Battistone said that the information gathered by citizen scientists will be used by conservation experts and managers to design and implement strategies to help bolster populations of the Short-eared Owl.

“The project will help to determine what the Short-eared population numbers are like across the west, quantify how populations fluctuate spatially and temporally and identify how various factors – such as distribution, farming practices, grazing and climate – influence owls,” she said. “Once we have the data and resulting analyses in hand, we can make informed decisions on how to best protect and conserve the species.”

Owl photos courtesy of the National Digital Library. Top Photo: SEOW Survey: Surveying for Short-eared Owls can be a fun family activity. (CDFW Photo by Carrie Battistone.)

Media contact:
Kirsten Macintyre, CDFW Communications, (916) 322-8988

Categories: Wildlife Research
  • January 18, 2019

Four men and large fishing nets on small fishing boat on water. Marina and levy in background.
Joe Millosovich, an environmental scientist who specializes in lake and fisheries management in the Central Valley, came all the way from Fresno to captain one of the electrofishing boats collecting bass in the Delta Jan. 16. Several of CDFW’s biologists participating in the outing called it one of their favorite days of the year.

Man wearing gray camo foul weather gear, backward ball cap, and black life vest with yellow reflectors behind helm on fishing boat on water. Cloudy skies and grass-covered levy in background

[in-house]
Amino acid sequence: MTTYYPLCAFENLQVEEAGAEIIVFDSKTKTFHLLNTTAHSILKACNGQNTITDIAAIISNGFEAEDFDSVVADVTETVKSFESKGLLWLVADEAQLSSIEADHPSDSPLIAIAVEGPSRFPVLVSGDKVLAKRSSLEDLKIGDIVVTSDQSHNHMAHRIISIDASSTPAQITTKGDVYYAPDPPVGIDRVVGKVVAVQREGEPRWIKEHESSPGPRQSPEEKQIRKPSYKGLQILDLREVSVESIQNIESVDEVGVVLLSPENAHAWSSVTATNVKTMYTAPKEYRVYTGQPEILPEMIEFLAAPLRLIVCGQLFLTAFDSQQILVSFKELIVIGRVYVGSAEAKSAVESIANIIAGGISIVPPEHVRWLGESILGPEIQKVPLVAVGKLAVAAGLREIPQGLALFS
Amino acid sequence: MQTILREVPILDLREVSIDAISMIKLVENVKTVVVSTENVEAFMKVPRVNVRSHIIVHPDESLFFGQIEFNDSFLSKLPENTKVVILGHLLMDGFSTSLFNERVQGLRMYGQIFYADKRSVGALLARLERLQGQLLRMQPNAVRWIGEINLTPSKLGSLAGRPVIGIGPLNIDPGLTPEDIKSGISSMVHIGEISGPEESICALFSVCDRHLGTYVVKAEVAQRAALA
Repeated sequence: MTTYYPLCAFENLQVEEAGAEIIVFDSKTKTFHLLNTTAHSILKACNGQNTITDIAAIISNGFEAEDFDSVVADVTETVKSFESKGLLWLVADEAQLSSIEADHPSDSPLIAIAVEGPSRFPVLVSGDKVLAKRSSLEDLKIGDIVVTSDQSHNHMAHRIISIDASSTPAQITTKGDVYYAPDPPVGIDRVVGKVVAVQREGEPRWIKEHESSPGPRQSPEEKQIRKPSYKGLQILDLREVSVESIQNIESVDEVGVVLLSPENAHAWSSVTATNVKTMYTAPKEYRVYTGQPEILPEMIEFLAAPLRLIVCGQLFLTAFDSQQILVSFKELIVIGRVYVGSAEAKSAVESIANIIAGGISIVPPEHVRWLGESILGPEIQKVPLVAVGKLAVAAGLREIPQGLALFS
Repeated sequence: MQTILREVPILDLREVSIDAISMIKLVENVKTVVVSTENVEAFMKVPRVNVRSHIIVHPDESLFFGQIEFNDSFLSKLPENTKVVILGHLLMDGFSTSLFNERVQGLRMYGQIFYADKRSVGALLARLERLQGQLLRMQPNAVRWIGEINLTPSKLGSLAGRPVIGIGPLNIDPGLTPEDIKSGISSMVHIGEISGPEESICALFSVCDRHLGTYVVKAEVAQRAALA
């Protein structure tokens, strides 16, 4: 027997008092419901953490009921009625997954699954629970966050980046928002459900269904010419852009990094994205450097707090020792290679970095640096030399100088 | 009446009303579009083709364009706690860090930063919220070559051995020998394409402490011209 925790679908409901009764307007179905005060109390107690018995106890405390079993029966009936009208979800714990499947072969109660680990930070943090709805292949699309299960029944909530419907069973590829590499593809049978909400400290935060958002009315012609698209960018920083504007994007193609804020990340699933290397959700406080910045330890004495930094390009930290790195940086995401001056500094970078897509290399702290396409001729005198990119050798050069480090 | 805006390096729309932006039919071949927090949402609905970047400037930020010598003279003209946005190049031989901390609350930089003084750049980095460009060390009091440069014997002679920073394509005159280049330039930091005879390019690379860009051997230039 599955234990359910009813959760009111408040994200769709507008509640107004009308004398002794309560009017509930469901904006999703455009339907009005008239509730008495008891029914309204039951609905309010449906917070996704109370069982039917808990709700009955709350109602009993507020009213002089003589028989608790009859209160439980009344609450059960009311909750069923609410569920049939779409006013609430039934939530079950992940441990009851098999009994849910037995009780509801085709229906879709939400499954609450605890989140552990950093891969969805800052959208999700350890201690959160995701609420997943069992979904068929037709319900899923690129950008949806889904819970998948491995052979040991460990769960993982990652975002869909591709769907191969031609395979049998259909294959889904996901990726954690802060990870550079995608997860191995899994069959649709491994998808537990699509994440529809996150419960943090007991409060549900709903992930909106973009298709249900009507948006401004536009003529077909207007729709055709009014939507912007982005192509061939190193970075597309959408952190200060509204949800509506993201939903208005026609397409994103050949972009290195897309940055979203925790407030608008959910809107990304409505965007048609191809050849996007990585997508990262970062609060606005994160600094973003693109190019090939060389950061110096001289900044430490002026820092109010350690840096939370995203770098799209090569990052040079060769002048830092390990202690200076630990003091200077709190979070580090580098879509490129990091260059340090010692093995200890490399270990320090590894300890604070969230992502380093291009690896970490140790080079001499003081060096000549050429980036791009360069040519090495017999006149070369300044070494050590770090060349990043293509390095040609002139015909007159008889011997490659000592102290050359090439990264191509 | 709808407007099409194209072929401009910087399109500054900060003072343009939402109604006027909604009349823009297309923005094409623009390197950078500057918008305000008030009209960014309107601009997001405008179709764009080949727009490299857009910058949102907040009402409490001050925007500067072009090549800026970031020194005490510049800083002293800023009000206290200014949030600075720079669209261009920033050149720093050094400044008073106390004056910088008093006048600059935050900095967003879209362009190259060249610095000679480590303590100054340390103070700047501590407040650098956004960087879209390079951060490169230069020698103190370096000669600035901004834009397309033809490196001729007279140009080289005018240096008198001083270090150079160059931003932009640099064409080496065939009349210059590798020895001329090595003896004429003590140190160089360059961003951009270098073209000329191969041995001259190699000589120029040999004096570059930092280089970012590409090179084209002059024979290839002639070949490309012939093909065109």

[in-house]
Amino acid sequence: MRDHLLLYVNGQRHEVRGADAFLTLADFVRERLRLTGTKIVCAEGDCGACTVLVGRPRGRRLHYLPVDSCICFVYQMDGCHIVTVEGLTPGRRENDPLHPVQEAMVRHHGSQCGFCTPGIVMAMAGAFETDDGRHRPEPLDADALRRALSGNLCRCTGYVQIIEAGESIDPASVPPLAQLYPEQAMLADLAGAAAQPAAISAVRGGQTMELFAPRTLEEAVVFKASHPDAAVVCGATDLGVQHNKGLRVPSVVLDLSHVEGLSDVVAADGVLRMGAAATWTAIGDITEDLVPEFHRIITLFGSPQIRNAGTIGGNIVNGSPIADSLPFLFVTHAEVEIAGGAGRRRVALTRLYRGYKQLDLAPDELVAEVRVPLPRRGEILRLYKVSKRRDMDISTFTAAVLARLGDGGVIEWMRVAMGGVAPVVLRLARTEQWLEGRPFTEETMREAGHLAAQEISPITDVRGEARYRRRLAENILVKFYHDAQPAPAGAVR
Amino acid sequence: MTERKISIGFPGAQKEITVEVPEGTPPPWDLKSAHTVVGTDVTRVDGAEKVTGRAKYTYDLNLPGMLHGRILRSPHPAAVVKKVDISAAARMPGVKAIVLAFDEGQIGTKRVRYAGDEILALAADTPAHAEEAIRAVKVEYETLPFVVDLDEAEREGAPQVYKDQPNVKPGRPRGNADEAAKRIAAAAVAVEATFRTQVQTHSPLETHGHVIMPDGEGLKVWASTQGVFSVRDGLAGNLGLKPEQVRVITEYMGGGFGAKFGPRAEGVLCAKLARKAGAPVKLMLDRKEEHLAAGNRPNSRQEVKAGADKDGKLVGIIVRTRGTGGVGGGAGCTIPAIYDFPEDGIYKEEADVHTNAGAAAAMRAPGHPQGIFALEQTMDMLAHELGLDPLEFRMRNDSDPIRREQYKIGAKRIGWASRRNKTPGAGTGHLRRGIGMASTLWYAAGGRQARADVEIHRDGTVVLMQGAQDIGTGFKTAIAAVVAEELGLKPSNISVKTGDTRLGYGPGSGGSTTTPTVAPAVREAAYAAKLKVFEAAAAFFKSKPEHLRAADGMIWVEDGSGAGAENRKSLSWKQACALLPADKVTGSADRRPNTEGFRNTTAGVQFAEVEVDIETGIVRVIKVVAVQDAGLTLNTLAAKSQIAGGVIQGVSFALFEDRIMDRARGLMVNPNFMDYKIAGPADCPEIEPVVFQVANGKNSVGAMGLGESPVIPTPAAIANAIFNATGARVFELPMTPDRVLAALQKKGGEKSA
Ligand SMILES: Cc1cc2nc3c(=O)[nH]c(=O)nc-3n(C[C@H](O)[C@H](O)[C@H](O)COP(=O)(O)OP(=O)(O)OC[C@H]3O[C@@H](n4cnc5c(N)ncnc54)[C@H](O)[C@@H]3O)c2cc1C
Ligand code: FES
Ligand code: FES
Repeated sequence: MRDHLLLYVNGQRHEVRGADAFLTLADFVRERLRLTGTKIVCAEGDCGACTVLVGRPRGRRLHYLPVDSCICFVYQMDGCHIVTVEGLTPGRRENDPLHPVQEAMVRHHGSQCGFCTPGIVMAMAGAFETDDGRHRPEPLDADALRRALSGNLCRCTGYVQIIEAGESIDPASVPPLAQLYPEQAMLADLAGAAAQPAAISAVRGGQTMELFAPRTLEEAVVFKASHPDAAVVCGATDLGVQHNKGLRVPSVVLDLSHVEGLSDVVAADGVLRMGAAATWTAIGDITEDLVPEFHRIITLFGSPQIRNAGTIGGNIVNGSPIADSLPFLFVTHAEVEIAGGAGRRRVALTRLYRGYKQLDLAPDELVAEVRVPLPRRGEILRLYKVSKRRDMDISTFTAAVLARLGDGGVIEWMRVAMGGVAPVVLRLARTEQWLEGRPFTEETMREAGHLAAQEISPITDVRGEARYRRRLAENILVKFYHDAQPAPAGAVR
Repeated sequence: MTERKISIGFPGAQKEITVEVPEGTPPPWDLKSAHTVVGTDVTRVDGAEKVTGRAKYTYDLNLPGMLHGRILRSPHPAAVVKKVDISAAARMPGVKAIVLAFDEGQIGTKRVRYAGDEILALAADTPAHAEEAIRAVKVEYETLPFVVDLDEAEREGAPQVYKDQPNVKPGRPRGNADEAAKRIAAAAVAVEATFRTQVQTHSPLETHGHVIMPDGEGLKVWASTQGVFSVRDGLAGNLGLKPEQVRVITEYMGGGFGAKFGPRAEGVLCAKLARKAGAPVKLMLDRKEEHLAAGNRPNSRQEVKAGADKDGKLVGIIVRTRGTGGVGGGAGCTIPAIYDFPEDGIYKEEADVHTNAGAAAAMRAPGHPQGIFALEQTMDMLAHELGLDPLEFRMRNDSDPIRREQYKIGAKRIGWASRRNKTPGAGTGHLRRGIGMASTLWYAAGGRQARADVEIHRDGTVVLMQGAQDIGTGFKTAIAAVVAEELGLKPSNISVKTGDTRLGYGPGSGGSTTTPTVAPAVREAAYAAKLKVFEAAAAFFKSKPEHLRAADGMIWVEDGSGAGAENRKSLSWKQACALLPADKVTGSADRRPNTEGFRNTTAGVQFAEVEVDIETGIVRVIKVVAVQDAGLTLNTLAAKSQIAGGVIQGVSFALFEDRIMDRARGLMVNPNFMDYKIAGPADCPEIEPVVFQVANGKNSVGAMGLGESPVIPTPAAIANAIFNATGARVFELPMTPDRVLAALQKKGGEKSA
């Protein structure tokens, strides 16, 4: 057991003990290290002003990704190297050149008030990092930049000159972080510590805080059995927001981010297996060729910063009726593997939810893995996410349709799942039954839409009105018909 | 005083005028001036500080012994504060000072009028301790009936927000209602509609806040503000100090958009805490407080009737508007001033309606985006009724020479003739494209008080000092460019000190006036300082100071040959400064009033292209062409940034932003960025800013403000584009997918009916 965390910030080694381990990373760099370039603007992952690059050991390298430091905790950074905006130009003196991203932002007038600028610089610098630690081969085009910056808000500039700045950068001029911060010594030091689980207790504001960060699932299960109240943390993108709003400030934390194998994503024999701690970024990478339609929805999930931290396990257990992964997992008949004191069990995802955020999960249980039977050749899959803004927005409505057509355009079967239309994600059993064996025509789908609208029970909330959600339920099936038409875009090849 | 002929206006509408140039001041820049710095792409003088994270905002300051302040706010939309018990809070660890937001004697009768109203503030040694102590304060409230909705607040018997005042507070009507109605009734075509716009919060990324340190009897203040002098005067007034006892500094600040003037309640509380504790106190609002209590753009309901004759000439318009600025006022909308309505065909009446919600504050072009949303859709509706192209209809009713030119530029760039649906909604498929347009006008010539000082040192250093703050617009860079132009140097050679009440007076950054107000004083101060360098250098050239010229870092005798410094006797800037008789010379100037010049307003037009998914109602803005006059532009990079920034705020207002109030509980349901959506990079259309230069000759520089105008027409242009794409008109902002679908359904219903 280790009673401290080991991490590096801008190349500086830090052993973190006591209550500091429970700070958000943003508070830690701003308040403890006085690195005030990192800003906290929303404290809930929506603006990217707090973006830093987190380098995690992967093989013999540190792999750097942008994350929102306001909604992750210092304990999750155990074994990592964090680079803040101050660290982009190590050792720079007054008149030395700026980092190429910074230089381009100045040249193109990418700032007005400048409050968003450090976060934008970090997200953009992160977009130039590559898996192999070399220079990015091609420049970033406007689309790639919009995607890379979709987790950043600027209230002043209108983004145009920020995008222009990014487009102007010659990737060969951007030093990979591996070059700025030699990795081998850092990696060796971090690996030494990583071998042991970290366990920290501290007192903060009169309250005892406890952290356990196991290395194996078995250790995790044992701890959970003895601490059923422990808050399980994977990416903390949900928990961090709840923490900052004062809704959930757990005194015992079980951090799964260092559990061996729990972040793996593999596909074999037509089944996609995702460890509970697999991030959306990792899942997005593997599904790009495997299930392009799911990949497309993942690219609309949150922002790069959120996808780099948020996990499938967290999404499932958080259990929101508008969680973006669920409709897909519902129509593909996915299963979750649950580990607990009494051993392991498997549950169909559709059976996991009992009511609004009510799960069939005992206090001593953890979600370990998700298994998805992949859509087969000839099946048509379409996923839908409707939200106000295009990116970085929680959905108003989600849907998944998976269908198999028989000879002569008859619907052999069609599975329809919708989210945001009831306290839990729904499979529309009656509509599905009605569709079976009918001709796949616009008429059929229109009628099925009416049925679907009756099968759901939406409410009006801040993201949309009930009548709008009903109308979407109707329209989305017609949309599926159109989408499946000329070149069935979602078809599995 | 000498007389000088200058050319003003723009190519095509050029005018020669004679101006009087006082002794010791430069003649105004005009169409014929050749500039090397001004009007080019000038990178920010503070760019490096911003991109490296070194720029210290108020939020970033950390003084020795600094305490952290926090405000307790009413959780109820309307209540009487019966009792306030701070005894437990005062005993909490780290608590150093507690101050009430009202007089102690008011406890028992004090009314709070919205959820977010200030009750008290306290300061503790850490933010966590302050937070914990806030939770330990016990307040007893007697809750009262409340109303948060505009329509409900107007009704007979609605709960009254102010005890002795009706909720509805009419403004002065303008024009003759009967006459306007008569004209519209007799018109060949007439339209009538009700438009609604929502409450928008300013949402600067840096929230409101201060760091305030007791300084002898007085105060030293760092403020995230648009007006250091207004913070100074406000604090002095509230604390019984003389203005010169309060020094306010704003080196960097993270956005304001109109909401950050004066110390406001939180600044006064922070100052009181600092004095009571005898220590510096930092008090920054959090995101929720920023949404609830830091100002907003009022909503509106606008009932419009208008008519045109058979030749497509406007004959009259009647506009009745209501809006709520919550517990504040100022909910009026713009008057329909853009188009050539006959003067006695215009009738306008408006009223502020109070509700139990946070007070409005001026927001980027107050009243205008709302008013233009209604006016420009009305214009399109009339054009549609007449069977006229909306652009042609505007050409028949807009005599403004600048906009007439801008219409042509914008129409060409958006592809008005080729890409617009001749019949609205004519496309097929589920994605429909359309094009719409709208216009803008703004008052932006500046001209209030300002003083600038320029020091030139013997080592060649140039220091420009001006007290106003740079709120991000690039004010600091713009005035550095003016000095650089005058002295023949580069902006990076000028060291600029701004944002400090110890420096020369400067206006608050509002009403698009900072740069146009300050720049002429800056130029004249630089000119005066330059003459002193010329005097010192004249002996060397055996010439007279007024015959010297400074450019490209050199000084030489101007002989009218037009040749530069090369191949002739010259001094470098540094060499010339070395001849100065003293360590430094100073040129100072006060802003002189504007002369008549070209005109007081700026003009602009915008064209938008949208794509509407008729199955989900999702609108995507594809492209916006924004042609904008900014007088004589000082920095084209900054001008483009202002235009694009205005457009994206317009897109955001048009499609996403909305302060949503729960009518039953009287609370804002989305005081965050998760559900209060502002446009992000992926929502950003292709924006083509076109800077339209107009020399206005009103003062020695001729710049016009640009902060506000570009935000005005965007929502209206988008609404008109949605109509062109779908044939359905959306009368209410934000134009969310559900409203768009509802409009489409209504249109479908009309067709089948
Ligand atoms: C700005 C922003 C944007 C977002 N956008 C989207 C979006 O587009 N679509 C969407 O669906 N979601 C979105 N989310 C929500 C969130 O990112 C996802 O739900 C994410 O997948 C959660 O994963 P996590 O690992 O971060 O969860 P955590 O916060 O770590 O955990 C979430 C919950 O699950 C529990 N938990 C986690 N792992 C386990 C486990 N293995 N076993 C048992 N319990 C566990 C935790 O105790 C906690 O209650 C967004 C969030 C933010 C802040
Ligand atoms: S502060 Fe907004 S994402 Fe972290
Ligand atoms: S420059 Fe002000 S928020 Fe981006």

Max Fish, an environmental scientist with CDFW’s Inland Fisheries Program, captained the electrofishing boat that collected the largest largemouth bass of the morning – a 10-pound-plus whopper.

Man wearing blue foul weather gear, blue ball cap, on docked fishing boat holding up two large fish. Water, land, and trees in background.
Kyle Murphy, a senior environmental scientist with CDFW’s Inland Fisheries Program, shows off two of the larger Delta largemouth bass headed for the International Sportsmen’s Exposition demonstration tank in Sacramento.

Among the more popular attractions at the Sacramento International Sportsmen’s Expo each January is the Western Bass Aquarium Demo Tank. The 6,000-gallon aquarium displays dozens of trophy largemouth bass collected by CDFW biologists from the Sacramento-San Joaquin Delta. The aquarium demo tank, with bleachers on both sides, is where professional bass anglers lead seminars demonstrating the latest techniques and can’t-miss lures – all without hooks attached so as not to injure the fish.

“This is the best display of largemouth bass anywhere in the country,” said Kent Brown, the longtime host of the ISE demonstration tank. “And that’s not just me talking. That’s from tournament bass fishermen who travel all over the country. There’s just no bass anywhere that can rival these Delta bass.”